Plan to block Fairbanks St meets with some resistance
The first conceptual drawings of a beautification plan backed by city administration made its debut at the Valdez City Council meeting a week ago Monday, drawing praise from members of the Mayor’s beautification task force, and ire from council member Joe Prax and two members of the community that say a portion of the plan will have negative impacts on their businesses.
The plans, which are strictly suggestions at this point, drew the biggest criticism for its town square concept. The suggested location for the area would permanently close a portion of Fairbanks and Chenega Streets to vehicular traffic and make room for a town square for public gatherings, a large public fire pit and other non-motorized uses.
Pat and Peggy Day, owners of the blue building on the corner of Fairbanks and Chenega Streets, appeared before the council to protest the concept. Pat Day complained the plan was created at great expense but with little public input, and no input from businesses adjoining the proposed town square.
David and Sharon Daniels, owners of Tropical Sunsations, the tanning salon across the street, submitted a letter of protest.
“As a tax payer we think the plans for a park or plaza in the downtown area is a waste of our money in times of declining oil revenues,” the letter said. “ As one of the property and business owners most affected by these plans we wish to make the following clear. We are totally against any and all current or future plans for a park or plaza in downtown Valdez.”
Backers of the plan, including Cobb, defended many of the concepts put forth in the proposal, which was created by Design Alaska Engineers and Architects, DAEA , at a cost of $96,000.
“We’ve been working on this for over a year,” Cobb said in an interview Monday.
Cobb noted that the task force has been actively soliciting for new members, ideas from the public and each step taken has been done in the public arena of the city council, the planning and zoning commission and results published on the city’s website.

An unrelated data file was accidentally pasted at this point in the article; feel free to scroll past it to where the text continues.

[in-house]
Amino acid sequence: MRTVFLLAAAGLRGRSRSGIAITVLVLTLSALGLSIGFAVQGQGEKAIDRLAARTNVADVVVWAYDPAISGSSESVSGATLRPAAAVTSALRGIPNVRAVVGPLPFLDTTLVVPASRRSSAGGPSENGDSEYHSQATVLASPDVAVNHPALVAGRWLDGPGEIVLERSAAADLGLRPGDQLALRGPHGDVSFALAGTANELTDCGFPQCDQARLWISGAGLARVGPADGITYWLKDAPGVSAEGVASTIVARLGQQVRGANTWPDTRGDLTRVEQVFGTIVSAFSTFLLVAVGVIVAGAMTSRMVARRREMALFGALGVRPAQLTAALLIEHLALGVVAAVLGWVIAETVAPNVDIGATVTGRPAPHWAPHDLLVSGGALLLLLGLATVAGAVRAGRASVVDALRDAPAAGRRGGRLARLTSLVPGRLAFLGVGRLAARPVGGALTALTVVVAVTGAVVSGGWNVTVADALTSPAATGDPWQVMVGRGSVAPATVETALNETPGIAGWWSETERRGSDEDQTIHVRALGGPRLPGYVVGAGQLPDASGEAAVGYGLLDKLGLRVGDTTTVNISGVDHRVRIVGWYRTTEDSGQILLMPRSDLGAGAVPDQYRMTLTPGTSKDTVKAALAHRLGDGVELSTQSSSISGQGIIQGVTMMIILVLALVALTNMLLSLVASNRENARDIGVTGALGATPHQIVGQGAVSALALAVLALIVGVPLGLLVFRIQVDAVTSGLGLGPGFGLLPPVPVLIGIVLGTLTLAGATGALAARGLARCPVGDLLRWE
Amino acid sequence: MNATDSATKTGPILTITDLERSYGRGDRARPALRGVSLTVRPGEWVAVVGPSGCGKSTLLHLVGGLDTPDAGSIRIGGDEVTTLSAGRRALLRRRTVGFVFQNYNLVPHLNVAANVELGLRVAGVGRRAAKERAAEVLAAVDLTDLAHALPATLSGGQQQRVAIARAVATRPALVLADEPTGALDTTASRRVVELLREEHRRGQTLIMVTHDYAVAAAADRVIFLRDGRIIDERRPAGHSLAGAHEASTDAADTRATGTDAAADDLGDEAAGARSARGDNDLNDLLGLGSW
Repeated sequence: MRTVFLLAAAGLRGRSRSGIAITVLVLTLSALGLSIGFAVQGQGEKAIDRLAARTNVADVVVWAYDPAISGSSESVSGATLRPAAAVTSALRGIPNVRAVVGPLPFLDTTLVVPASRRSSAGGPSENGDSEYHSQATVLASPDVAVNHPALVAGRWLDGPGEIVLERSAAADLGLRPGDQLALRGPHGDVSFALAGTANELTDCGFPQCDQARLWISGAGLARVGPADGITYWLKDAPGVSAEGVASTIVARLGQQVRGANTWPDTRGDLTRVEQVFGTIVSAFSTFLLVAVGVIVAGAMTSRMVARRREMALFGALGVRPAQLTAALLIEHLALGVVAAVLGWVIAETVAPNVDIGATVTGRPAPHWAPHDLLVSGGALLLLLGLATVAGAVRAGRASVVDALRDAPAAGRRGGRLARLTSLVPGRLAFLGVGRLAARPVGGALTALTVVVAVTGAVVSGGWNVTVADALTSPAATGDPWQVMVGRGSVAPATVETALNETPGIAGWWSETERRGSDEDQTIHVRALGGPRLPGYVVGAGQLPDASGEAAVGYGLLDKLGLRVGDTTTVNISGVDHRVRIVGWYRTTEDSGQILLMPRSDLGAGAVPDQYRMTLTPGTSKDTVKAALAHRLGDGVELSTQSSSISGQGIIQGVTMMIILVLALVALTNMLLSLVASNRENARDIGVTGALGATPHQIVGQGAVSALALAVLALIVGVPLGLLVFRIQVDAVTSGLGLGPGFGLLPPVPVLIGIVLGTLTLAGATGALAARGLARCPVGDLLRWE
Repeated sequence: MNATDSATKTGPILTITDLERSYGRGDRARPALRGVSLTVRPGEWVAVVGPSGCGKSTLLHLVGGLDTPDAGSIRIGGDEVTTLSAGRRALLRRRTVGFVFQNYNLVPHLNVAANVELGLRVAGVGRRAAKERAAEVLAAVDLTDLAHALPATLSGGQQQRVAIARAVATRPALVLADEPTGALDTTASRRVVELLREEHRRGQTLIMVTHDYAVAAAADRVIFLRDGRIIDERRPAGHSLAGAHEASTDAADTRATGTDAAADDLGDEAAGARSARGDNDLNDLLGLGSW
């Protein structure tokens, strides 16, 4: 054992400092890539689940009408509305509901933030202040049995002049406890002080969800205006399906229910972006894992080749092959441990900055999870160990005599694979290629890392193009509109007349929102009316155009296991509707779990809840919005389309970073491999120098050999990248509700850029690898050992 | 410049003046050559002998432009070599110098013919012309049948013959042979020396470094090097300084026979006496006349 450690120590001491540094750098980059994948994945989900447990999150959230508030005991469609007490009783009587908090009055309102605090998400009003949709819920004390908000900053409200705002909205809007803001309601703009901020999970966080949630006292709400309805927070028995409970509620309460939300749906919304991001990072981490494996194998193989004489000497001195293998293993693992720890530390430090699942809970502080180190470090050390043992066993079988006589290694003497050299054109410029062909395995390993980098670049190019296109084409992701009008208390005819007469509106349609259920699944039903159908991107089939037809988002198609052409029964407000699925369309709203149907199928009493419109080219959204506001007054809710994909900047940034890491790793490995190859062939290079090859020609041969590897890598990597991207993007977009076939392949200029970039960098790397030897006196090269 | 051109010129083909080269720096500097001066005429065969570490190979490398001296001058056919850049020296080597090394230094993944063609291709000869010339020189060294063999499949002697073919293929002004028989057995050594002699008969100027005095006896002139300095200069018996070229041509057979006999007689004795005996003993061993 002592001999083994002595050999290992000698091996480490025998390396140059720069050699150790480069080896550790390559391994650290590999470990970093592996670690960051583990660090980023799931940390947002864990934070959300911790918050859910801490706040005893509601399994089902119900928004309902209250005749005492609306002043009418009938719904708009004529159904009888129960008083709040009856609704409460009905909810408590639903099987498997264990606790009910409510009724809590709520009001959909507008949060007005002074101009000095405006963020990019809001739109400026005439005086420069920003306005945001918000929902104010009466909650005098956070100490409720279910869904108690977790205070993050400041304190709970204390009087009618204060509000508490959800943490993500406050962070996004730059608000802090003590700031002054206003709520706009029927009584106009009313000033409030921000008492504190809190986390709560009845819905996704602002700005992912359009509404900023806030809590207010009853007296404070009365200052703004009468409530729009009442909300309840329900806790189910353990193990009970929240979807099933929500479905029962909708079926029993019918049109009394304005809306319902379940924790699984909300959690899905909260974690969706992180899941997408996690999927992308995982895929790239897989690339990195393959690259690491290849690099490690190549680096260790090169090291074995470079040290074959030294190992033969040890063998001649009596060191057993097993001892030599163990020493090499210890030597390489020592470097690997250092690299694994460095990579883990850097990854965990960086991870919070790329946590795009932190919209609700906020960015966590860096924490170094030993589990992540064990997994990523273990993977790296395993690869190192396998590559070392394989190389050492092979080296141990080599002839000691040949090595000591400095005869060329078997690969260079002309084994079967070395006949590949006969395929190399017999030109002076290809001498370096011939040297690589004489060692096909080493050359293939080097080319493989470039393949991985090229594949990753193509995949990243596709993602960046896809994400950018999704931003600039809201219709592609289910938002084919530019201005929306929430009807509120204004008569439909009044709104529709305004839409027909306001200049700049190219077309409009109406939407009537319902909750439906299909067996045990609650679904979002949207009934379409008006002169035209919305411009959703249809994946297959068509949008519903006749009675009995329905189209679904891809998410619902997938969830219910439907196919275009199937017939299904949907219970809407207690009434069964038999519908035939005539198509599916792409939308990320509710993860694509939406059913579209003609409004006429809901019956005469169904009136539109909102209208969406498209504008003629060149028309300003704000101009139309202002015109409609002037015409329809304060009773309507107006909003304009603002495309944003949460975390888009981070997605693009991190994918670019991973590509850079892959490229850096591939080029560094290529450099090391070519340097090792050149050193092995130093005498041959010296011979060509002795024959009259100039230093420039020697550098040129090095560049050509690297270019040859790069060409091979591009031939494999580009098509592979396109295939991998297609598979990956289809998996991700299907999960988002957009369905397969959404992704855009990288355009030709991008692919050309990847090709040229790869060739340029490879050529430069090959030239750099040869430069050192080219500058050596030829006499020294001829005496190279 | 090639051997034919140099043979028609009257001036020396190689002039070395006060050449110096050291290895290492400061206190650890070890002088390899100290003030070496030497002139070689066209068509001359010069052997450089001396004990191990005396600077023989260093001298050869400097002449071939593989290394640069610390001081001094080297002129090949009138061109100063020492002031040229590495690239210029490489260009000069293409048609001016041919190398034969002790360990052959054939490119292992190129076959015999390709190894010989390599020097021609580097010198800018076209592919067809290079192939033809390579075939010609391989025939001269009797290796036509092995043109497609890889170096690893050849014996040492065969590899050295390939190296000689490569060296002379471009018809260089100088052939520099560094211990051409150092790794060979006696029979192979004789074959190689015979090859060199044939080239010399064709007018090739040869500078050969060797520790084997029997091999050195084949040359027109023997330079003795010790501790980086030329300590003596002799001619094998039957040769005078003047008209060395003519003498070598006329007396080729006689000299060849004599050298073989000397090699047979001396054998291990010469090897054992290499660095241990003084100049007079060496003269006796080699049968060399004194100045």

The design plan also includes public archways, directional signage around town on large chunks of native rock and a large snow gauge made of pipe to show visitors the depth of Valdez snow.
It also suggests planting trees and installing urban art along Meals Avenue, a plan critics say is impractical given the town’s snow depth each year and problems incurred during the snow removal process.
Cobb said he hopes to bring critics into the fold of the task force so a final plan can be implemented around the design but within the limitations of Valdez geography and weather. He also said he hoped critics would not tear down the plan, but work within its framework.
“Our beautification plan doesn’t tell anybody what to do,” Cobb said, and issued an open invitation to more public input on the process. “We’ll bring in some more community members.”
According to the City of Valdez website, the beautification task force will be meeting regularly and interested community members should contact city hall for information on meeting dates and times.
“Where do we go from here?” Cobb said. “We’re not quitting.”